Cult Cabernet from Napa. Hundred Acre comes from celebrated winemaker Jayson Woodbridge, who's as fastidious about making the best possible wine. To paint just a small portion of the big picture: Woodbridge pays his picker by the hour (most producers in Napa pay by the weight of berries picked) so the picking isn't rushed; while his vineyards are equipped with electronic micro-misters that regulate the temperature. The result is wines that are, if not approaching, perfection – opulent, luscious and hyperbole-inspiring.
$840 from Grand Vin
Shui Jing Fang Jing Cui (Forest Green)
Purveyors of baijiu will have heard of Shui Jing Fang, a strong aroma-style from Sichuan. Distilled from a five grain blend (sorghum, rice, glutinous rice, wheat and corn), the Jing Cui stands distinct with an added step of filtration with Shunan bamboo charcoal. What you get is a cispy, grassy finish to go along with delicate layers of apricots, prunes and spice.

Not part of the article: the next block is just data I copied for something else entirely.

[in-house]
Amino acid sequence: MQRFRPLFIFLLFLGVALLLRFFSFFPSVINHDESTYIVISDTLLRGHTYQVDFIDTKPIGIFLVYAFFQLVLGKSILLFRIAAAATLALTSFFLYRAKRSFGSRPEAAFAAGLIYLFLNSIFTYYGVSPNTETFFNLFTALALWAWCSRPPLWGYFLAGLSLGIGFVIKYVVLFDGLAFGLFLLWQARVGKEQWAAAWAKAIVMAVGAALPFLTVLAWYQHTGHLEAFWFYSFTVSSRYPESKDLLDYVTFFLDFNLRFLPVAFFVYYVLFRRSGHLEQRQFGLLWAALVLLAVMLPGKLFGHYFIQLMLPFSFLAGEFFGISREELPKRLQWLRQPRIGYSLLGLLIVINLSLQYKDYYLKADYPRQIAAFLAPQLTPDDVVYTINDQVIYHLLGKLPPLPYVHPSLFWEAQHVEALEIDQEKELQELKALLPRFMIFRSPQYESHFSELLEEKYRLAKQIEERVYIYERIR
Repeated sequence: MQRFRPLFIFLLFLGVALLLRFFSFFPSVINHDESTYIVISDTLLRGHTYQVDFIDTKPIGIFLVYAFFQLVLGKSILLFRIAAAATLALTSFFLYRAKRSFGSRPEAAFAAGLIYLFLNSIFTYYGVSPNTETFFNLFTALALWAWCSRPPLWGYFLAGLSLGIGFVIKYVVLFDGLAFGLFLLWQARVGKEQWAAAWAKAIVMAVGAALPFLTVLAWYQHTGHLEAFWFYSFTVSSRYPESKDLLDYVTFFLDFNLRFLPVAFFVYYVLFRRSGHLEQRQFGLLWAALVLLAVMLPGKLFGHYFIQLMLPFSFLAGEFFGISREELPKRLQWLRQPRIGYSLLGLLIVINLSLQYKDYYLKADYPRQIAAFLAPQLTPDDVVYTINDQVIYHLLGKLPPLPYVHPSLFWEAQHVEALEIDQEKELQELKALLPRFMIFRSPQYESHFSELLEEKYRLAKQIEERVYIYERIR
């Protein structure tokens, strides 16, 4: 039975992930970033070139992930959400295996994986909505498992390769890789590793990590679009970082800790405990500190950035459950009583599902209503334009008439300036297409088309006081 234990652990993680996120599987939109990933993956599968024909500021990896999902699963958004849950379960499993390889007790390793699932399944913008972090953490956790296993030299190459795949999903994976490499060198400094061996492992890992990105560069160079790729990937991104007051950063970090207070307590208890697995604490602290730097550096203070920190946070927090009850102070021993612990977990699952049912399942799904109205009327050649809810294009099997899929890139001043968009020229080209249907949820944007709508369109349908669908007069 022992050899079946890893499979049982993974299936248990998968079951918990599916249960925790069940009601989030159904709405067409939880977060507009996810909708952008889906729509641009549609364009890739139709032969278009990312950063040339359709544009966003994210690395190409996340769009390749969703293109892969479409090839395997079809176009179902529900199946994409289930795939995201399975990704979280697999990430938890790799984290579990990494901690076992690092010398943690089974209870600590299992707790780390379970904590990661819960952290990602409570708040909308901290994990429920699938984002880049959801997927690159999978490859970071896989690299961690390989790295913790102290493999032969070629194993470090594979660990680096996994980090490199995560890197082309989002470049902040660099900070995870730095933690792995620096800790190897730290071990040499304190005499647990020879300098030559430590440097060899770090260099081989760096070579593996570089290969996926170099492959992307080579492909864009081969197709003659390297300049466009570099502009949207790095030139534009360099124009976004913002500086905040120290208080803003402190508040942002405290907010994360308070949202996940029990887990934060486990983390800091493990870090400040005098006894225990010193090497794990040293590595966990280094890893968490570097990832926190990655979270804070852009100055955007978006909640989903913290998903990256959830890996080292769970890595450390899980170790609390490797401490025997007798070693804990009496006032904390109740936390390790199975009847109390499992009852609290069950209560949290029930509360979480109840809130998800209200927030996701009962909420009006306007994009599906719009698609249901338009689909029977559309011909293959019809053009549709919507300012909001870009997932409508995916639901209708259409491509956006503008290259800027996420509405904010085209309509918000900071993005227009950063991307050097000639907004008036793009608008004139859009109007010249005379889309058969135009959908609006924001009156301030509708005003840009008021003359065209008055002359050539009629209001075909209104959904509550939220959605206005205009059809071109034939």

Not resting on his laurels, head distiller Patrick Maguire expands his coveted Old and Rare series with this limited edition. Bottled from a single ex-American oak barrel that once held bourbon, this floral dram delivers an explosion of tropical fruits balanced by vanilla, pepper and pine. The lingering finish draws you in for another sip with its gentle layers of coconut and cocoa. Available in less than 200 bottles worldwide.